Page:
Fine-root mortality rates in a temperate forest: estimates using radiocarbon data and numerical modeling

Authors


Author for correspondence:
W. J. Riley
Tel: +1 510 486 5036
Email: wjriley@lbl.gov

Summary

  • • We used an inadvertent whole-ecosystem 14C label at a temperate forest in Oak Ridge, Tennessee, USA to develop a model (Radix1.0) of fine-root dynamics. Radix simulates two live-root pools, two dead-root pools, non-normally distributed root mortality turnover times, a stored carbon (C) pool, and seasonal growth and respiration patterns.
  • • We applied Radix to analyze measurements from two root size classes (< 0.5 and 0.5–2.0 mm diameter) and three soil-depth increments (O horizon, 0–15 cm and 30–60 cm).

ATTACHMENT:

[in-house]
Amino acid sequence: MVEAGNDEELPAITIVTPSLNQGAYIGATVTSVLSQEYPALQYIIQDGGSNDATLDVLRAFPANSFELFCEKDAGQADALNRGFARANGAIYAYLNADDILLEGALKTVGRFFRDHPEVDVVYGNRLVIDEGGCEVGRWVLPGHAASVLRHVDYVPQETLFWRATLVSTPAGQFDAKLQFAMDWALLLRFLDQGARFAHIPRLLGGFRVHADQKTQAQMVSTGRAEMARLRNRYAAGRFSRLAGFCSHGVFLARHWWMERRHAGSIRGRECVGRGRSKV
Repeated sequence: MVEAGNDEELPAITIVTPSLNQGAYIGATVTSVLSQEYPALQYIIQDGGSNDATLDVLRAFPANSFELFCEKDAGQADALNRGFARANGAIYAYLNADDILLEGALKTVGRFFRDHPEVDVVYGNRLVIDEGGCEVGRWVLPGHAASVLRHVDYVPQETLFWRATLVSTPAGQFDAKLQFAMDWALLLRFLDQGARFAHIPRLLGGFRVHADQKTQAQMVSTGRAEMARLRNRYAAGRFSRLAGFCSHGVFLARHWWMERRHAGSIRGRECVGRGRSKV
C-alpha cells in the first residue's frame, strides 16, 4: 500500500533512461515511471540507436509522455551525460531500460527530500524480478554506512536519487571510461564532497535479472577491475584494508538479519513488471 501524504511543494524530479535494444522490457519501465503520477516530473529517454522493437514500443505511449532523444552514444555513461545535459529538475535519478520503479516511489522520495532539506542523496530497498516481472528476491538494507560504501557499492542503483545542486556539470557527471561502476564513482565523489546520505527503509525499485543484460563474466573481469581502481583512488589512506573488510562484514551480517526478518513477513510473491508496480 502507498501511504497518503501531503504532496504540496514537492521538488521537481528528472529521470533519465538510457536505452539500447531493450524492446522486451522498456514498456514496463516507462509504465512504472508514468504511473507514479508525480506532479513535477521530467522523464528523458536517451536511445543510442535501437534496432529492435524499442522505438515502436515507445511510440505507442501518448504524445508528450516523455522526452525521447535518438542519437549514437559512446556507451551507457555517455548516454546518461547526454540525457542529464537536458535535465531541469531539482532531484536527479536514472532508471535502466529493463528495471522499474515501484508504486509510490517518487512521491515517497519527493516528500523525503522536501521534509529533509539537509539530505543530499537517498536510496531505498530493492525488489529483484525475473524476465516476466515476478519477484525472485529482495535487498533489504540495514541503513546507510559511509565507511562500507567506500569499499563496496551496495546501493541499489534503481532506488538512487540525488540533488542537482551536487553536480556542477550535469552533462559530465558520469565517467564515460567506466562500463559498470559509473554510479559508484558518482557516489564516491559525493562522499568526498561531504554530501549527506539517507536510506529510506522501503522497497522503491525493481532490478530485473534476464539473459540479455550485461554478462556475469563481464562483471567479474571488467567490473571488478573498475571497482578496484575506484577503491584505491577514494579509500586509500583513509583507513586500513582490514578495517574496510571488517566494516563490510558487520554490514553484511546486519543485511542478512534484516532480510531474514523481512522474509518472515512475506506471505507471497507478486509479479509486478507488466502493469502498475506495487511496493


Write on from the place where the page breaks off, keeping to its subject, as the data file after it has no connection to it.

• • Predicted live-root turnover times were < 1 yr and ∼10 yr for short- and long-lived pools, respectively. Dead-root pools had decomposition turnover times of ∼2 yr and ∼10 yr. Realistic characterization of C flows through fine roots requires a model with two live fine-root populations, two dead fine-root pools, and root respiration. These are the first fine-root turnover time estimates that take into account respiration, storage, seasonal growth patterns, and non-normal turnover time distributions.
  • • The presence of a root population with decadal turnover times implies a lower amount of belowground net primary production used to grow fine-root tissue than is currently predicted by models with a single annual turnover pool.

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